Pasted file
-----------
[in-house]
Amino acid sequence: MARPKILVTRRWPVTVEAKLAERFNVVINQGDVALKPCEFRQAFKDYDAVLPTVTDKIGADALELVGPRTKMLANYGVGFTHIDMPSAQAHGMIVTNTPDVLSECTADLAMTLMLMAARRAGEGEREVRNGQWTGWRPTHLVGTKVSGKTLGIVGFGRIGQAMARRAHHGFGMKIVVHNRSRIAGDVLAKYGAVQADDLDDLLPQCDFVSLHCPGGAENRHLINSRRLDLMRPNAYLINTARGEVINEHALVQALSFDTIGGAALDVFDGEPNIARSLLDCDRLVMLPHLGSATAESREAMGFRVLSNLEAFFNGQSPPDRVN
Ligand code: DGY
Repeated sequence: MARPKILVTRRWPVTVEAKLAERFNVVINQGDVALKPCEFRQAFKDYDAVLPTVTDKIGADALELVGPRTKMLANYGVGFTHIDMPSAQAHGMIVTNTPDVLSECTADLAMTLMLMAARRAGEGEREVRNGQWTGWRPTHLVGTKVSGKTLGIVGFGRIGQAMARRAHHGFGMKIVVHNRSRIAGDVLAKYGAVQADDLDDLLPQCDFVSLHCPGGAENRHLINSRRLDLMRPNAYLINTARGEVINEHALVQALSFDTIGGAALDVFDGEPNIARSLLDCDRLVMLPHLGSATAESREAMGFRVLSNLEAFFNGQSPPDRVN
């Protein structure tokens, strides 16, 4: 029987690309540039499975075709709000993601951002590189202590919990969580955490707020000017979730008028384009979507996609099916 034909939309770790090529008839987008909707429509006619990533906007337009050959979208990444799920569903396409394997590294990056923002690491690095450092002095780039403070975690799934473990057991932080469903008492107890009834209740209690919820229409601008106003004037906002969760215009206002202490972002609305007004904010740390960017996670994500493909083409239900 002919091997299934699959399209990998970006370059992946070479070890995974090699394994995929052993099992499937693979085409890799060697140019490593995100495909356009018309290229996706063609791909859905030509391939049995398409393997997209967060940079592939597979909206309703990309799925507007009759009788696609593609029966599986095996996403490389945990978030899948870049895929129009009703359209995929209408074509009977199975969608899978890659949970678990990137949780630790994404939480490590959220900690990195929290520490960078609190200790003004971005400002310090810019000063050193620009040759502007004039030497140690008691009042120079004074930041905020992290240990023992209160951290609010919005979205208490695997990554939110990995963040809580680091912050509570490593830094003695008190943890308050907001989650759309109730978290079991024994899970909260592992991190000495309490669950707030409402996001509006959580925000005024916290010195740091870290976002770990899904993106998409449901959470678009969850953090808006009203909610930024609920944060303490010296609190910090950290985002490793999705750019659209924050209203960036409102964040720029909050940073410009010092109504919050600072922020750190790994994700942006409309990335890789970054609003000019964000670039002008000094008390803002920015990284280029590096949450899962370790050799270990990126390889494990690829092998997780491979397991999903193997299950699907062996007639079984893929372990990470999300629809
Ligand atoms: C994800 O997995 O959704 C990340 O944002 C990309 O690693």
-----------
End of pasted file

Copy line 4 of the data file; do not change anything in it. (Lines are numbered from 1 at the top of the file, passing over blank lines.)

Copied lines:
Repeated sequence: MARPKILVTRRWPVTVEAKLAERFNVVINQGDVALKPCEFRQAFKDYDAVLPTVTDKIGADALELVGPRTKMLANYGVGFTHIDMPSAQAHGMIVTNTPDVLSECTADLAMTLMLMAARRAGEGEREVRNGQWTGWRPTHLVGTKVSGKTLGIVGFGRIGQAMARRAHHGFGMKIVVHNRSRIAGDVLAKYGAVQADDLDDLLPQCDFVSLHCPGGAENRHLINSRRLDLMRPNAYLINTARGEVINEHALVQALSFDTIGGAALDVFDGEPNIARSLLDCDRLVMLPHLGSATAESREAMGFRVLSNLEAFFNGQSPPDRVN